The tulip was to prove a rich source of imagery for interiors in the 16th and 17th century appearing on tiles, and household objects, and taken up again in the Arts and Crafts period by William Morris amongst others, who used them as a motif for his wallpaper and furnishings, and by Tiffany in the early 20th century in their glass lamps.

In Holland the fields full of tulips are a wonderful sight, and definitely worth a visit, as is Keukenhof, where rivers of bulbs and blocks of colour suggest mass planting ideas, on a scale not usually available. For clients I pick a peak time and chose two or three varieties that will flower together in one space at that time, followed by others in different space, experimenting with both complimentary and contrasting colours. I particularly like the combination of purple, orange and lime green for its zing. I have used Peter Nyssen for years, ordering in quantity, for planting usually in November. De Jager, Bloms Bulbs and Avon Bulbs are other specialist suppliers. I try to plant rhythmically through a border, knowing that, in time, herbaceous planting will cover the unsightly leaves as the flowers fade. Bulbs should be planted about 15cm deep, and at least 13cm apart.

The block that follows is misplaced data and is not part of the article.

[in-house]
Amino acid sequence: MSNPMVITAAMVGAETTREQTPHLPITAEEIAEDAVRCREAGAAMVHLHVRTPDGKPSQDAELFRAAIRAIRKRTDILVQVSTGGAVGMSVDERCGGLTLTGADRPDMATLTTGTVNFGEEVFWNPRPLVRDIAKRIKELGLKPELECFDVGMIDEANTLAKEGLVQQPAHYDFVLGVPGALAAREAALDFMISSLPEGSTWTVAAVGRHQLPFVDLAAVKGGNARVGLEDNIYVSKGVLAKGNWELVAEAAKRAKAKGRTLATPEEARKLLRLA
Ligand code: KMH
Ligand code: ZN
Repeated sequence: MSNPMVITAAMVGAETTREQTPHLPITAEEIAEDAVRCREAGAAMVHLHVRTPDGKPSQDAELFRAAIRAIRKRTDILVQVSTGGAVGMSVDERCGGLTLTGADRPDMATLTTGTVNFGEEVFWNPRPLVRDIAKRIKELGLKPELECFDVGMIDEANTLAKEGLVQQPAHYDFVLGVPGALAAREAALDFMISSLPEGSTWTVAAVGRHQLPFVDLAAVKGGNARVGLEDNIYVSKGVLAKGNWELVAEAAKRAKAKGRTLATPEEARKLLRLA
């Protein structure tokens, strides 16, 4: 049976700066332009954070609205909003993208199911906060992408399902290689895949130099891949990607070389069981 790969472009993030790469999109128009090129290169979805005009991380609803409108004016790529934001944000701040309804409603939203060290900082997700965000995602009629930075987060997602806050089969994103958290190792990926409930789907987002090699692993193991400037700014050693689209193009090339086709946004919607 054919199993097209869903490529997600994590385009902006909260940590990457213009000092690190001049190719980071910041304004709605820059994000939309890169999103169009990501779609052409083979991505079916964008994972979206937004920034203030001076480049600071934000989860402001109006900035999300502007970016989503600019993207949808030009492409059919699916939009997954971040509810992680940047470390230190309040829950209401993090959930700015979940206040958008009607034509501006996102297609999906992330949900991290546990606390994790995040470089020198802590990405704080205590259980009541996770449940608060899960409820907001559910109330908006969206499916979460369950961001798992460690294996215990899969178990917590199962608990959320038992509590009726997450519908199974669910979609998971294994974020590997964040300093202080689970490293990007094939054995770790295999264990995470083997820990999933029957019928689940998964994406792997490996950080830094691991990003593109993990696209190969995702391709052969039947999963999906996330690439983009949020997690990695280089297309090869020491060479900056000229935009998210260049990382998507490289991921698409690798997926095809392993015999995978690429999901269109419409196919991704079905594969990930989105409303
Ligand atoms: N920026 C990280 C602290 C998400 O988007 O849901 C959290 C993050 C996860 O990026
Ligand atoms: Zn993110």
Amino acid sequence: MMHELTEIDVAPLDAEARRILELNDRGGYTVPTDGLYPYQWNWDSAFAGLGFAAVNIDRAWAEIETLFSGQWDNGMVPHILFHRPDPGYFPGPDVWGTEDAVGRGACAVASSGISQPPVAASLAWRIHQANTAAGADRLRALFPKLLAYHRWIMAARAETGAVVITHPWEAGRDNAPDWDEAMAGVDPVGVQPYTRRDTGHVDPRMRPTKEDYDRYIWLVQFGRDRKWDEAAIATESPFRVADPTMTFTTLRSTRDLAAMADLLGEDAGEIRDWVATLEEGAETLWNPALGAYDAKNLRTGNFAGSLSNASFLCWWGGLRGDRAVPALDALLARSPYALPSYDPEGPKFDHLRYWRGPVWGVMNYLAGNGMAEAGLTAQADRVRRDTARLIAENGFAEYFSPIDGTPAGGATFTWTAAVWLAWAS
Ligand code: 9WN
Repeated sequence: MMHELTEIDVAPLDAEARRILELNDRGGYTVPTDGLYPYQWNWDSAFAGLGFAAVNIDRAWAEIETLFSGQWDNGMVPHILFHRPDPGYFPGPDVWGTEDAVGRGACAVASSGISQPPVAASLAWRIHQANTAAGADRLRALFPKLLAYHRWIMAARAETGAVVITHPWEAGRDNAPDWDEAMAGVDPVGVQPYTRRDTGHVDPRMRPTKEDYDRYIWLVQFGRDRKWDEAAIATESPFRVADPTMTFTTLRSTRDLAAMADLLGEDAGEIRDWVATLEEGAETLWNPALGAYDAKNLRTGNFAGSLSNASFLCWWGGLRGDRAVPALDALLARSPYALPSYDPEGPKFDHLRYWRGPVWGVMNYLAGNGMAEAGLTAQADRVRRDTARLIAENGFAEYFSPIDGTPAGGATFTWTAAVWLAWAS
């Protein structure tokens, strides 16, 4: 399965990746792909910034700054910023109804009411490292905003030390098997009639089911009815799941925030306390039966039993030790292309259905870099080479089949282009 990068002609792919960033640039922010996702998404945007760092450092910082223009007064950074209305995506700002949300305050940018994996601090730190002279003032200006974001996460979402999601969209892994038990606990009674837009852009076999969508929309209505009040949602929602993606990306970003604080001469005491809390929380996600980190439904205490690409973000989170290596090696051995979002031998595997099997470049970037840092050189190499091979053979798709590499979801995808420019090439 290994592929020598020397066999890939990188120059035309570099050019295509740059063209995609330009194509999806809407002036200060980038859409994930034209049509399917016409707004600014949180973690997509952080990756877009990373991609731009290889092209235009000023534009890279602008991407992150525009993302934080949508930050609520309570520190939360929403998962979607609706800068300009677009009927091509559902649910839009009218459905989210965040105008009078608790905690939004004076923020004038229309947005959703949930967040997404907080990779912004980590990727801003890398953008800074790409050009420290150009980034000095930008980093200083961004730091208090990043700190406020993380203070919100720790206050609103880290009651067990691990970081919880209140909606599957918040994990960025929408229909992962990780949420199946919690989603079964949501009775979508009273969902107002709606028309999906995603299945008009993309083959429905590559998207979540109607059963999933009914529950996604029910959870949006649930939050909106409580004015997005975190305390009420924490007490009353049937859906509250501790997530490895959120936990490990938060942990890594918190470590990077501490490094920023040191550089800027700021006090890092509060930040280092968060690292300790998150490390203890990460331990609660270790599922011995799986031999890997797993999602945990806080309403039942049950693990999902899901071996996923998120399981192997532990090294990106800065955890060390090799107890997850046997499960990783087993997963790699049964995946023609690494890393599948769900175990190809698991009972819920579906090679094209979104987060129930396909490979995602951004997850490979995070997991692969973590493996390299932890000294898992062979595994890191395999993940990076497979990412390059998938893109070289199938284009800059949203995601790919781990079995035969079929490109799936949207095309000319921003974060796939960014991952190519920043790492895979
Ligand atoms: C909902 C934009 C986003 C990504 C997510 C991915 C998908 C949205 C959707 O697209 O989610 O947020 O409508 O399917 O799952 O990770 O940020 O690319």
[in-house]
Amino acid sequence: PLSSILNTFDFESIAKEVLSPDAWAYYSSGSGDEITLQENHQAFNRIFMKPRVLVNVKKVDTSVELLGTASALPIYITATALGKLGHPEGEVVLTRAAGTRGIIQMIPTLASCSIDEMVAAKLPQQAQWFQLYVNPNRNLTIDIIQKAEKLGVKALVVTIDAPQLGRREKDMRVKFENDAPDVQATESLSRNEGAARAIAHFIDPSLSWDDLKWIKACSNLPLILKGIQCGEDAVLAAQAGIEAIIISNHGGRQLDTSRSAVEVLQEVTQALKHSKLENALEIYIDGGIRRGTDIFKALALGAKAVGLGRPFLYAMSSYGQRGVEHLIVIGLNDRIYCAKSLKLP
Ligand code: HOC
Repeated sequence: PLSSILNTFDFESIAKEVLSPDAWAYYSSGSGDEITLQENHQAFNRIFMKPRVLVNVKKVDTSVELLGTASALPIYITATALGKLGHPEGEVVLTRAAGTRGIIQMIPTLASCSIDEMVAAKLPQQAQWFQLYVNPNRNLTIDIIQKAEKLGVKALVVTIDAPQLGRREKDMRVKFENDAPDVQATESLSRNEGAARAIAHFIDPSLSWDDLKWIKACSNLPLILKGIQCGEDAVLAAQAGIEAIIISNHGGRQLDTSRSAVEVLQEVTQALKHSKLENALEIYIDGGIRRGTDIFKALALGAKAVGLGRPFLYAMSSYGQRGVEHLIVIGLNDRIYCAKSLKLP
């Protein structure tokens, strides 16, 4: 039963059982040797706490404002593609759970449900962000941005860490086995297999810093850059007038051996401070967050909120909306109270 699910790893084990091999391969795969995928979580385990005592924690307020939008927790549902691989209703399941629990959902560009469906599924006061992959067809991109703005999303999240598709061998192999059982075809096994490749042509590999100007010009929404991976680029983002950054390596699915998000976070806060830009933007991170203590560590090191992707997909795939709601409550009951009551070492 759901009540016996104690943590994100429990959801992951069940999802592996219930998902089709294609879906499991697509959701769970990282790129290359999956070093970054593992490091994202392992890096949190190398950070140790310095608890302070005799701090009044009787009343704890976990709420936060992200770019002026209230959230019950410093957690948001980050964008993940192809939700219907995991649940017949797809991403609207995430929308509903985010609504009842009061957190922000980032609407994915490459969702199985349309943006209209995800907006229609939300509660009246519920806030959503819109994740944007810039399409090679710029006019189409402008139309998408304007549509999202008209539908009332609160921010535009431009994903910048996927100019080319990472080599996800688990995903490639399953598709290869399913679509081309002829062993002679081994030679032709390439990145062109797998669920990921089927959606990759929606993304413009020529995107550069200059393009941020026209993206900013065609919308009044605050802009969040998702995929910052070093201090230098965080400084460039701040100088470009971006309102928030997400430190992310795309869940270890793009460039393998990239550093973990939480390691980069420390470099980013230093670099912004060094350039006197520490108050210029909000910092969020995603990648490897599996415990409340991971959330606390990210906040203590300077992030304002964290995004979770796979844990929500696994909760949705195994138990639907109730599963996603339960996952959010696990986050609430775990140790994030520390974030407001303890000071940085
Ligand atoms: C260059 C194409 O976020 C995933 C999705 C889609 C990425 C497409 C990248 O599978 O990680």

As for varieties, the choice is immense from the single flowered Flaming Purissima whose raspberry pink flushed white petals open wide out, to reveal their yellow centre, to double tulips such as La Belle Epoque, a lovely washed apricot, to Green Star, an extraordinary green and white lily flowered tulip, whose pointed petals twist in wonderful ways, to the full paeony-style double flower of Aveyron, and the exotic fringed parrot tulip, Rococco, to name a few illustrated below. Whichever you chose, be generous in your quantities – impossible to add more another year without digging up the ones you planted in the first place! I find mine do last for years – I don’t bother to lift them, but I do make sure I plant them deep. Think about photographing your garden now to record where you might put them next year, and when you are lazing in the garden, leaf through the catalogues and plan ahead!


REFERENCES: a few books and sites to follow up if you like:

Everett, Diana, The Genus Tulipa, Tulips of the World, (London: Kew Publishing, 2013)

Parkinson, John, Paradisi in Sole Paradisus Terrestris, 1629, (a) p. 65, (b) p. 45, (c) p. 67

Pavord, Anna, The Tulip, (Bloomsbury Publishing PLC, 1999)

Jacques, David, and Arend Jan van der Horst, The Gardens of William and Mary (Christopher Helm, 1988)

Skinner, Charles, Myths and Legends of Flowers, Trees, Fruits and Plants, (Philadelphia and London: J. B. Lippincott, 1925), (d) p. 277

Hobhouse, Penelope, Plants in Garden History, (London: Pavilion Books, 1994) (e) p. 130 quoting Sir Thomas Hanmer in The Garden Book

Hanmer, Sir Thomas, The Garden Book of Sir Thomas Hanmer, Bart. With an Introduction by Eleanour Sinclair Rohde, (London: Gerald Howe, 1933)